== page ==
Colonial Life Insurance Co Ltd (Clico)–a subsidiary of cash-strapped CL Financial–is being forced to pay out $631 million to thousands of its policyholders, who surrendered their policies after the company went belly up. From Friday, Clico's head office in Port-of-Spain will issue cheques to policyholders who cancelled their insurance policies–some old and new–for their cash value. The $631 million comprises payments of TT$250 million and US$60 million (TT$381), which came from mainly the Executive Flexible Premium Annuity plan, an insurance product that gave high interest and annuity rates.
Of the $250 million worth of policies surrendered, approximately $100 million came from Clico's Valpark branch, a well- placed source said. Many of them had surrendered their policies within hours of the bailout, sources indicated. Policies surrendered during the early years of ownership were likely to have a reduced cash value, it was noted. The cancellation of policies came after the Government and the Central Bank rescued the financial powerhouse last January 30, in return for an immediate injection of $1.3 billion to protect the company's depositors and policyholders and a commitment to ensure that all interest on existing policies and deposits would be paid by the State.
Clico, the largest insurance company in the region, with more than 100,000 policyholders, offered a variety of insurance plans for its clients. At a meeting on Thursday at Clico's head office on St Vincent Street in Port-of-Spain, conservation unit team members, Tommy Ramjattan and Mona Browne, met with its customer care workers to advise how to treat with the influx of policyholders to their various branches this week. They are expected to receive cheques that would have to be cashed at local banks. Faced with a total of $350 million in surrendered policies initially, the conservation unit, a source said, was able to influence several policyholders not to cancel $100 million-plus worth in policies.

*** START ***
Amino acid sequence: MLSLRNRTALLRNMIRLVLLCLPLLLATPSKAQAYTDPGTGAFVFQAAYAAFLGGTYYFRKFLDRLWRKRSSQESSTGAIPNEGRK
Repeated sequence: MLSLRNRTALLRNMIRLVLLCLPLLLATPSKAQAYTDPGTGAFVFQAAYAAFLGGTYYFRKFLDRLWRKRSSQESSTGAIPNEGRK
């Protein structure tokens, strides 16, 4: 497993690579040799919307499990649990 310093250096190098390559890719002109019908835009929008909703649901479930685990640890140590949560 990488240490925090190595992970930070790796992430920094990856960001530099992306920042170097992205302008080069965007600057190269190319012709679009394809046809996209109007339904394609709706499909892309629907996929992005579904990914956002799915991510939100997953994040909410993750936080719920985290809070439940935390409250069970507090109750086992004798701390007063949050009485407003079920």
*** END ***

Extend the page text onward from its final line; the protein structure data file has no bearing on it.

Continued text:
Workers concerned for safety
One worker said during the meeting that he was not prepared for any hostility after hearing that Clico wanted to pay its US policyholders in TT dollars. "Subtle threats were made on the telephone by policyholders that if they don't get their money all hell would break loose," the employee added, stating that beefing up its security would bring little comfort to them.
Stating it was the calm before the storm, workers drafted a letter on July 20, to be sent to Central Bank Governor Ewart Williams, querying the six-month anniversary pay-out. "We are advised that only $1.5 billion has been provided by the Central Bank to Clico to conduct transactions, mainly payments of pensions, group health and life claims and annuity investments interest," the draft letter stated. "This amount is probably the stipulated amount the Central Bank has been authorised to provide to date, but when will additional funds be forwarded?" the workers penned.
The worker noted that Friday, July 31, was the end of the six-month waiting period that Clico had given to the general public who bombarded their offices since January 30 for payments. "Our staff members have been trying to conserve the business. However, the question again is, if and when will Government release additional funds to deal with these payments and future costs?" the letter queried. The letter also was copied to CL Financial chairman Shafeek Sultan-Khan, chief executive Claude Musaib-Ali, and chairman Euric Bobb. The letter also was sent to Vincent Cabrera, president of the Banking, Insurance and General Workers Union.
Williams had said in April that Government had to spend $5 billion during the next two years to fund its bailout of the cash-strapped subsidiaries of CL Financial Group. Williams said initial investigations revealed that there was a hole of at least $10 billion in the group's finances. Local policyholders had complained, last month, to Tabaquite MP Ramesh Lawrence Maharaj that they were getting their monthly interest payments late, despite the fact that they depended heavily on such payments to meet their daily living expenses and pay their medical bills. They had appealed to Maharaj to raise the issue in Parliament.